Nelson Mandela has for many years been lauded as a great anti-apartheid fighter and has had a statue erected to his memory in Parliament Square, London.
However, in the wake of the violent 'Black Lives Matter' (BLM) demonstrations worldwide, the time has come to re-evaluate the appropriateness or otherwise of maintaining a statue to someone who was unquestionably a man of violence - a communist and a terrorist responsible for the deaths of hundreds of people in pursuit of his political ideals.
In 1961, he broke with African National Congress (ANC) colleagues who preached non-violence, creating a terrorist wing. He later pleaded guilty in court to acts of public violence and served twenty-seven years behind bars.
Even when he was locked up, he was still able to exert his baleful influence to sanction more terrorist attacks, including the 1983 Church Street car bomb that killed 19 people.
Mandela even suggested cutting off the noses of blacks deemed to be collaborators. His then wife Winnie advocated "necklacing" instead - a burning tyre around the neck.
According to Mandela, the apartheid regime left him no option but to fight violence with violence, but as the great Mahatma Gandhi once said - 'an eye for an eye makes the whole world go blind'.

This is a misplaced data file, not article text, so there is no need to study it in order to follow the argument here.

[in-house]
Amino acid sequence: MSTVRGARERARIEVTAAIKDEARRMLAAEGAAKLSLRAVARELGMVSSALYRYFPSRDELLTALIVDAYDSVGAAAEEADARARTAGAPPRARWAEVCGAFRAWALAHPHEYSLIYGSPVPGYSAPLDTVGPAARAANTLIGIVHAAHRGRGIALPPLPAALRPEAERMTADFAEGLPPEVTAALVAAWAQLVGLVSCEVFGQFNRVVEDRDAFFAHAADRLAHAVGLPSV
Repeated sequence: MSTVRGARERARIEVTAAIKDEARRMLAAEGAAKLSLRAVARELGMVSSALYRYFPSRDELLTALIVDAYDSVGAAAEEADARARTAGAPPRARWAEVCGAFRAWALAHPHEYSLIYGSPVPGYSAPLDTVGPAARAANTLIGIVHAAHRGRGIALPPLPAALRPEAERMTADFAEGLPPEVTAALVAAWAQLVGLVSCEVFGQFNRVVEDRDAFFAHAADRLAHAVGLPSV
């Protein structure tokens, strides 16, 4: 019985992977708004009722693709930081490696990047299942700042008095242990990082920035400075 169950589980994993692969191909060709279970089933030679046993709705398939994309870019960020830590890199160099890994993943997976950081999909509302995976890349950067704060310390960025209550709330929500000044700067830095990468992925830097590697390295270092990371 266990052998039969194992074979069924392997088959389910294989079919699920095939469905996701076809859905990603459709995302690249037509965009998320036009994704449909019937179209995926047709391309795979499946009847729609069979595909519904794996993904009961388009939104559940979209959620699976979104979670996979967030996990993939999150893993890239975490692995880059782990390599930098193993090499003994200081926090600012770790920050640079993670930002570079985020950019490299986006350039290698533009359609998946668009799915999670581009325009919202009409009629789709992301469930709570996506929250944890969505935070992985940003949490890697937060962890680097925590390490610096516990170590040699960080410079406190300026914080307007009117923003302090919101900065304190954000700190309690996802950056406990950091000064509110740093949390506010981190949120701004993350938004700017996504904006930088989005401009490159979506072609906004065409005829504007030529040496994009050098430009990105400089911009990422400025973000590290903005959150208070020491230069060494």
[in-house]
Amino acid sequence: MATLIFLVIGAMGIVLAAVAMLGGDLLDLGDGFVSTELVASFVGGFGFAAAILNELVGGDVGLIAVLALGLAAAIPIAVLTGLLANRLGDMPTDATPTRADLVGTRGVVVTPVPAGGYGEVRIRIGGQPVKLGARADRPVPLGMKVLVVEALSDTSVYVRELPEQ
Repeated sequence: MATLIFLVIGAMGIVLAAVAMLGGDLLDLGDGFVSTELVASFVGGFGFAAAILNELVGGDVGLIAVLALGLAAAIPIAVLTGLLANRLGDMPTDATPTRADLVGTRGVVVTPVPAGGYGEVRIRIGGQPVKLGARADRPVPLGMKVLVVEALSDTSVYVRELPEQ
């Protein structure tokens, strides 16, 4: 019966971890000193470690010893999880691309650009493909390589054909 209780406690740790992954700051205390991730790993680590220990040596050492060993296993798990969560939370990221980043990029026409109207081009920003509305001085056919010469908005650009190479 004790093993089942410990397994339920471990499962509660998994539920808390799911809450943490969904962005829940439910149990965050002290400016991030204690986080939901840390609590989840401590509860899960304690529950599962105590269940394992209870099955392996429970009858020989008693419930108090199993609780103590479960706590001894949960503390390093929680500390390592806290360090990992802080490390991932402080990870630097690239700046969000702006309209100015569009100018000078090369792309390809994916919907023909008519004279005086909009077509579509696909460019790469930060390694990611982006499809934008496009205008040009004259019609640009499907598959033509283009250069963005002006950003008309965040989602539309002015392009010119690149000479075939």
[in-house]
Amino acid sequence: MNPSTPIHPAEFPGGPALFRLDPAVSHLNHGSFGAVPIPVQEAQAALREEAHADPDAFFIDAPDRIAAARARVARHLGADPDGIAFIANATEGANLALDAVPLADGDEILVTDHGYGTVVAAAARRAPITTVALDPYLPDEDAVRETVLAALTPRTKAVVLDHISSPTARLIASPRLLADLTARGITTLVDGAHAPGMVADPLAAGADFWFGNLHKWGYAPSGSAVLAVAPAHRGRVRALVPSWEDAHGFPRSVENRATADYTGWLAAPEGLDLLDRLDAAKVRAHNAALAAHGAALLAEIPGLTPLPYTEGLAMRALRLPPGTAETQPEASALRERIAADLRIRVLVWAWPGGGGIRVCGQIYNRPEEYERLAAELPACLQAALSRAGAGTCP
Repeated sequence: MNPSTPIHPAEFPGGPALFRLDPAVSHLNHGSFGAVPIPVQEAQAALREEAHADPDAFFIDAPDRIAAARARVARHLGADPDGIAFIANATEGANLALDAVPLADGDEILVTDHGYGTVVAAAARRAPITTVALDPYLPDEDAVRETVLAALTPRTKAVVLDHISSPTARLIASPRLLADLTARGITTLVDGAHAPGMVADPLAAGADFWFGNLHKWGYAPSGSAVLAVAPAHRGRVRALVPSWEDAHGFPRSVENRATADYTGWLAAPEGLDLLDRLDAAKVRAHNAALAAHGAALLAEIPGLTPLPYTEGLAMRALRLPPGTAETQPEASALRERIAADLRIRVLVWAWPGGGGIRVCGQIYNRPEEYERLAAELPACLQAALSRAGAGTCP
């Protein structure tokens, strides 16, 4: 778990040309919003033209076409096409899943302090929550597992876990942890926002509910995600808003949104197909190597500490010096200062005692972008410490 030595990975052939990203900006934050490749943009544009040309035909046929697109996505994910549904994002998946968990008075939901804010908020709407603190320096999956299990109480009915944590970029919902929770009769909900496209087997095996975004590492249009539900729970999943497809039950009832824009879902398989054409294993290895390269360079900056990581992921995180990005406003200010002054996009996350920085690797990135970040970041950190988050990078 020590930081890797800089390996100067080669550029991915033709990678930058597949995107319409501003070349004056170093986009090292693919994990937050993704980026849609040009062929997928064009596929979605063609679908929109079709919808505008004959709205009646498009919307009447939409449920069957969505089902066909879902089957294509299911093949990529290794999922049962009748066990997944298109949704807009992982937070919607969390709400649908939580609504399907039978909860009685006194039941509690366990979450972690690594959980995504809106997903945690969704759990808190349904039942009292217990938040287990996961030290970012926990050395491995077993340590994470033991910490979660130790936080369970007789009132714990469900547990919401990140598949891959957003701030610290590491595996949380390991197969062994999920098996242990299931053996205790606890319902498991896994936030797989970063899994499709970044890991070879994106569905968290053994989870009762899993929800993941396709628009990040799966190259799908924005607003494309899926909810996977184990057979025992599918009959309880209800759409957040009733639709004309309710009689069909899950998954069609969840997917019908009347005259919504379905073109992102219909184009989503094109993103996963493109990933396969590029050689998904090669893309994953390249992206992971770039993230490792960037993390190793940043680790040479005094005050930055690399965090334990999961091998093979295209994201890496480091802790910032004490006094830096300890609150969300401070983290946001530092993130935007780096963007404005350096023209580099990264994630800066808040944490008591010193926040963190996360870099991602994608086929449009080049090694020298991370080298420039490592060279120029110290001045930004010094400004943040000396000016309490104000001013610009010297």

His legacy is the anti-apartheid song, Shoot the Boer, which even now is sung in public by leaders who should know better in a still-divided country where many white farmers have been shot.
Mandela's support for other leaders of violence is even less forgivable.
He maintained close ties to the tyrannical Cuban dictator Fidel Castro and backed Palestinian terrorist leader Yasser Arafat.
As president in 1997, he gave his country's highest award for a foreigner to Libya's dictator, Colonel Muammar Gaddafi, who'd donated $10 million to the ANC - and gave the same award to the corrupt Indonesian president Suharto, who he said had donated $60 million to the ANC.
'Black Lives Matter' (BLM) activists argue that statues that represent great wrongs that have been done in the past should be torn down - and on that basis, Nelson Mandela's statue in Parliament Square should be top of the list for demolition.
Britain First demands that the statue of Nelson Mandela must be torn down forthwith in order that any memory of this violent communist and terrorist be consigned to the dustbin of history.
Please sign the petition below and your message will be sent to Priti Patel, the Home Secretary, and Boris Johnson, the Prime Minister:
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